On the management front, they have a newly named CEO, but he has been with the company (through acquisition) for some time. No concerns. They seem to be/are setting the business up to weather a storm (which I like it) but also staying focused on growing (if a storm doesn’t come).

The company is in a ‘commodity type business’. I tend to believe that Micron’s size and expertise gives it a bit more moat on that front than it is given credit for. New advances/products don’t just appear they are developed…and I think Micron is a (and potentially ‘the’) leader in this discipline. So I give it a bit more moat than traditionally associated with companies like this. I think demand for their products (and products they can develop) will outstrip their ability to develop it over time.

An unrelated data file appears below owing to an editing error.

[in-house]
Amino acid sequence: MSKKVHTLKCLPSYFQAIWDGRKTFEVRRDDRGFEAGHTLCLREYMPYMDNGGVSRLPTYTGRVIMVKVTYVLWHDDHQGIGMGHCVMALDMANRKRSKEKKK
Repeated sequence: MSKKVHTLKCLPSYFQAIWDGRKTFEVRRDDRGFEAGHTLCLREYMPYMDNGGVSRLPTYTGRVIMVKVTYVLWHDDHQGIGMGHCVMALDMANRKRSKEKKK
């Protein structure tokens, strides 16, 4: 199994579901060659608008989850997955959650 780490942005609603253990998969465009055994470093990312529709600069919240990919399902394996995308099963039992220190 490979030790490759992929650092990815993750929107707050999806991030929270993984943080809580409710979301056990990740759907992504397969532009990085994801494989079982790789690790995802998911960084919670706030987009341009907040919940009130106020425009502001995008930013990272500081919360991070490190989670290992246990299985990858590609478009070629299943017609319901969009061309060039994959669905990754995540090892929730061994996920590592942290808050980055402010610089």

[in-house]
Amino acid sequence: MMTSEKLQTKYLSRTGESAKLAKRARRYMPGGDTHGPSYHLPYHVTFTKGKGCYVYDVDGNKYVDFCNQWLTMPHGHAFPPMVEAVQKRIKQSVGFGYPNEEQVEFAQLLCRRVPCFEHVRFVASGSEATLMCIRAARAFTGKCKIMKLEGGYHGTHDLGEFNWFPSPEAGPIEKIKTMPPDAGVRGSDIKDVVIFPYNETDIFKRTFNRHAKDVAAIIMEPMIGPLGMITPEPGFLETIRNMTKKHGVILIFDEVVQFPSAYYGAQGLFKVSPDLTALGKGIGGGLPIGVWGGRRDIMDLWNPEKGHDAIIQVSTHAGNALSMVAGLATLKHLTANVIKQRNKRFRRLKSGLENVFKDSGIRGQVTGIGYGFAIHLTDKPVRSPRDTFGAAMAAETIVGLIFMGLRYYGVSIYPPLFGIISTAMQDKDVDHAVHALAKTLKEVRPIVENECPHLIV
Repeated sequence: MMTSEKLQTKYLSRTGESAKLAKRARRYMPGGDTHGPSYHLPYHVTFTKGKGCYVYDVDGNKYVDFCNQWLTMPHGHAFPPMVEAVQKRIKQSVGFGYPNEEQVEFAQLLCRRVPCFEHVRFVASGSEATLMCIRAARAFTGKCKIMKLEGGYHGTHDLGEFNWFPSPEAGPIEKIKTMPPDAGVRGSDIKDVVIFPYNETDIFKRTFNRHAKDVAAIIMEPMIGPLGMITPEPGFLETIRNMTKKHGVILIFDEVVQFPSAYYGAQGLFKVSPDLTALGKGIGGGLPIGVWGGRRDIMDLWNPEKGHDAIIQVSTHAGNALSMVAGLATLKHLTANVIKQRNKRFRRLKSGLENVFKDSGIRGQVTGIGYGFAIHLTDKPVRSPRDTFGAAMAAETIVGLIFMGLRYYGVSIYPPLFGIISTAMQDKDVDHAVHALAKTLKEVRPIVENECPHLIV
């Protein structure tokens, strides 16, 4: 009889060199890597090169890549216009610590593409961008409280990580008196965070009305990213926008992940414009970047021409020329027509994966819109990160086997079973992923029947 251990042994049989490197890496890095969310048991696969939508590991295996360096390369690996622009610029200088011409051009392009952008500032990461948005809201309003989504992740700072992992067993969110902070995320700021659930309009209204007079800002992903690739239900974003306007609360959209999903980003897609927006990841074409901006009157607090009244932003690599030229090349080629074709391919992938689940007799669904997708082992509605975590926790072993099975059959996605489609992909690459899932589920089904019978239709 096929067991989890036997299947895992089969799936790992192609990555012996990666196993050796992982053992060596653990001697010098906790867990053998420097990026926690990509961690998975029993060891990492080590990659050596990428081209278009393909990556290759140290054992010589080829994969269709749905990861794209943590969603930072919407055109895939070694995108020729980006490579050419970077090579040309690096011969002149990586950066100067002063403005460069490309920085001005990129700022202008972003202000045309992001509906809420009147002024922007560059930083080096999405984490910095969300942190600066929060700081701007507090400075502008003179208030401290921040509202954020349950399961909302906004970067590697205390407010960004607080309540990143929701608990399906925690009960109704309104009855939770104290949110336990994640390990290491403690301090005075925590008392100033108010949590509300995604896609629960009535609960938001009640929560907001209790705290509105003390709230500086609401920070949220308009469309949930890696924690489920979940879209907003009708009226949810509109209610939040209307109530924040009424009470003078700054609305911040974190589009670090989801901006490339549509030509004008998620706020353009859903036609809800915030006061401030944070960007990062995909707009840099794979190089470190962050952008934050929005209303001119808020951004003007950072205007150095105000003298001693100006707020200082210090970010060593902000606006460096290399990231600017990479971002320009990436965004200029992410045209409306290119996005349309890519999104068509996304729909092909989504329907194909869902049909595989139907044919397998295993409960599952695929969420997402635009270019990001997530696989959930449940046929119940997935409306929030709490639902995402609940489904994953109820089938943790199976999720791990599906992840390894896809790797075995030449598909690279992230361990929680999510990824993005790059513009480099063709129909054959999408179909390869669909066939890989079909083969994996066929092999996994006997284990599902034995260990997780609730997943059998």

Finally a long, long time ago I didn’t buy $MO (when all the tobacco lawsuits killed that stock). I’ve always regretted it (because I’d be retired now if I had). So maybe another similarly ‘tickered’ stock $MU can make up for it! They both start with an M and are two-letter stocks!?!  Ha! Now that is heavy-duty analysis!

I’m adding to this position due to my reanalysis producing a 103% certainty rating.  This is the highest rating I have ever calculated for a stock I’ve analyzed and much higher than when I reviewed it initially (mainly because my analysis has upgraded and I look at more things).  The higher certainty rating means I can allocate more capital to the position than I currently have allocated to it…so that is what I will do. I sold off my $ESIO position (which has been bought out) and reinvested part of it into Micron to round out this position.  I hope and plan to hold this position for a long, long time!

I’m sharing my analysis here.  If you have thoughts on it, I’d love to hear them hit me up on Twitter @joeydean72

Published by deanorolls

Well, if I told you that you wouldn't need to go to my website...now would you?!?!